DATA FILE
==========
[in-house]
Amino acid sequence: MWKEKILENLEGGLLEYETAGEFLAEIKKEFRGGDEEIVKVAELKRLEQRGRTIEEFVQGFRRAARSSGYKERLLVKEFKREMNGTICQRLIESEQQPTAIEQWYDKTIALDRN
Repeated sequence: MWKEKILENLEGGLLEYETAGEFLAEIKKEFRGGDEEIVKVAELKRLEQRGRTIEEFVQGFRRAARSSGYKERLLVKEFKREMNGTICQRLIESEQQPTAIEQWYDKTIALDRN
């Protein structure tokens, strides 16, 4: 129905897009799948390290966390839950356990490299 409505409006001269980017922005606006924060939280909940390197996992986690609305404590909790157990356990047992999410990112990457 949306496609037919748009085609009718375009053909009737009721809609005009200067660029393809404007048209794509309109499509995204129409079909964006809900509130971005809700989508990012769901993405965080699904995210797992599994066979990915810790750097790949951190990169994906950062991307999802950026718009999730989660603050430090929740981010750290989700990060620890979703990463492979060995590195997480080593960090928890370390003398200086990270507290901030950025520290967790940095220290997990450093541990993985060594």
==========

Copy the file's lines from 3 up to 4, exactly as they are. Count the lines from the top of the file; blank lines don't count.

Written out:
Repeated sequence: MWKEKILENLEGGLLEYETAGEFLAEIKKEFRGGDEEIVKVAELKRLEQRGRTIEEFVQGFRRAARSSGYKERLLVKEFKREMNGTICQRLIESEQQPTAIEQWYDKTIALDRN
């Protein structure tokens, strides 16, 4: 129905897009799948390290966390839950356990490299 409505409006001269980017922005606006924060939280909940390197996992986690609305404590909790157990356990047992999410990112990457 949306496609037919748009085609009718375009053909009737009721809609005009200067660029393809404007048209794509309109499509995204129409079909964006809900509130971005809700989508990012769901993405965080699904995210797992599994066979990915810790750097790949951190990169994906950062991307999802950026718009999730989660603050430090929740981010750290989700990060620890979703990463492979060995590195997480080593960090928890370390003398200086990270507290901030950025520290967790940095220290997990450093541990993985060594």